At Terra Noble, Jorge Rubio has created an essentially outdoor spa to "awaken the senses.” Everything there, especially the pre-Hispanic sweat lodge, strikes a first-time visitor as remarkable. Many hotels and spas throughout the city have also set up massage beds outside. And why not? Natural qualities flowing from the jungle and bay around Puerto Vallarta could never really be bottled.

After choosing an ideal setting, the vast menu of treatments can appear to be something from a restaurant. At the Qualton Hotel alone, open the broad folder and discover 13 types of massages, nine different facials, 12 body treatments, and 24 salon services. At most spas, full-body therapeutic massages, aromatherapy and hot stone treatments emerge as the favorites for relaxation.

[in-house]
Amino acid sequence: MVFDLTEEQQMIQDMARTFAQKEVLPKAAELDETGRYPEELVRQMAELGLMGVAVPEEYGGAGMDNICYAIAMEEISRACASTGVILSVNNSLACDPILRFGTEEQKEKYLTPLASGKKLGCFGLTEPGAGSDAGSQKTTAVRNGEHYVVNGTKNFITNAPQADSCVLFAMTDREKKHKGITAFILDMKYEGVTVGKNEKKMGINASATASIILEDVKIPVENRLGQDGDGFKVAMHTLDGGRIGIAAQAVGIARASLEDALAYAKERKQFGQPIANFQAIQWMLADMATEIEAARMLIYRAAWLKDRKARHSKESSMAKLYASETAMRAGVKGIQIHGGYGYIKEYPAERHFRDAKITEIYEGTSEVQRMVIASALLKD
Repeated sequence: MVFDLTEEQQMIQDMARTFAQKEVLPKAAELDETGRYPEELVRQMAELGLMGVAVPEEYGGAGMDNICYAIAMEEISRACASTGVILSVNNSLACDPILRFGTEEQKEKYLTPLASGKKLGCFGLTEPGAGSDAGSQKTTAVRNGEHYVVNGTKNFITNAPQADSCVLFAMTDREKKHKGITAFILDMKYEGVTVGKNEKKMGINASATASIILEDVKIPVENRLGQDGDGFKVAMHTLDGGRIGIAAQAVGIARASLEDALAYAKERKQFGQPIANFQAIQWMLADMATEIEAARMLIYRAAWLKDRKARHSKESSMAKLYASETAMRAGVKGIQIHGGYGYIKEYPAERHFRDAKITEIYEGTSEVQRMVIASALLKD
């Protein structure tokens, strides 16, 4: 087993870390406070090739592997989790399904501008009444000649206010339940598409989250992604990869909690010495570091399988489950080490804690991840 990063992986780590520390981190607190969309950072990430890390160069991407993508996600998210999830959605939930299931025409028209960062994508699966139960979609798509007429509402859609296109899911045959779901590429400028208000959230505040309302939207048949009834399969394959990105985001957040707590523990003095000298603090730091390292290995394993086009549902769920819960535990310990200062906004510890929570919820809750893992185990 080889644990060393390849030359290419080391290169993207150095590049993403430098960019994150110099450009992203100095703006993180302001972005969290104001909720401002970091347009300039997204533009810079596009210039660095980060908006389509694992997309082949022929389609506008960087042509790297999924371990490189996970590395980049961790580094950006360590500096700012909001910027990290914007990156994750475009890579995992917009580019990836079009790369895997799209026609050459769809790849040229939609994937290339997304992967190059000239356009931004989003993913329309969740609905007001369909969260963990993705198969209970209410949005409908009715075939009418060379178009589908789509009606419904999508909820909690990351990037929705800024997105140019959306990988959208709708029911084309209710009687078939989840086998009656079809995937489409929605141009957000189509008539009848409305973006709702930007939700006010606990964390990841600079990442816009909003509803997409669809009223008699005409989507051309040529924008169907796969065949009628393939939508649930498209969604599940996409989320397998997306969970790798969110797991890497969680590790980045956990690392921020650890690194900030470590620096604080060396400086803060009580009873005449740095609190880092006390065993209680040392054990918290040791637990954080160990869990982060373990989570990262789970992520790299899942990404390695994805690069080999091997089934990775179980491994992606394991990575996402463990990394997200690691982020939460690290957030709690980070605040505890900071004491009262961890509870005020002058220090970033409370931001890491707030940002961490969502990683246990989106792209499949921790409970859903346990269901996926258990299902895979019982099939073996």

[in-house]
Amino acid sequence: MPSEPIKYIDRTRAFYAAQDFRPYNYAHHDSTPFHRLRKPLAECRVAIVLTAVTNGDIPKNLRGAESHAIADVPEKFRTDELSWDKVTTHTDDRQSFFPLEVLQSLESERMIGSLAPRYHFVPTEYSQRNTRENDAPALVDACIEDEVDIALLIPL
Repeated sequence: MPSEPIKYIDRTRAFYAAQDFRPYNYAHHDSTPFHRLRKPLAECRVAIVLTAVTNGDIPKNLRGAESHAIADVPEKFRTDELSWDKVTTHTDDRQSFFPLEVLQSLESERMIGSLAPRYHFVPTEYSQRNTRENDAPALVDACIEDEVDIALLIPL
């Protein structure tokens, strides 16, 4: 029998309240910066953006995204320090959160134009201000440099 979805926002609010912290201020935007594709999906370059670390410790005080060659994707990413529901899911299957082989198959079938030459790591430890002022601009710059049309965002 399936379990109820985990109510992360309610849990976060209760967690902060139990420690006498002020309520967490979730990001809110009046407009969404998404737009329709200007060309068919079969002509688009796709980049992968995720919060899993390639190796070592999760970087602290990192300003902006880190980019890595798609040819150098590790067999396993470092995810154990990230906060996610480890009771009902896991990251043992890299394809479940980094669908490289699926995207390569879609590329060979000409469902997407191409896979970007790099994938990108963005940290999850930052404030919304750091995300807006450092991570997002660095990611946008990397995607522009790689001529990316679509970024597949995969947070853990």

Wanting something else? How about an algae or Mayan mud body wrap to rejuvenate sun-drenched skin? Or, how about a sea glow exfoliation for a silky touch that will make you wonder if it's truly your own skin? Perhaps a rejuvenating or deep-cleansing facial will provide a vibrant new look, perfect for holiday photos or a fresh start back to work.

Whatever you choose, it should reflect your needs at that particular time. "Treatments address all three parts of the body,” says Pascale Chabert of Acqua Day Spa, “the mechanical, the chemical and the energetic.” She explains that shiatsu balances the body at certain pressure points, like acupuncture but without needles, whereas lymphatic drainage is a very gentle massage, designed to relieve puffiness caused by traveling or diet. A reiki massage aims to energize the client.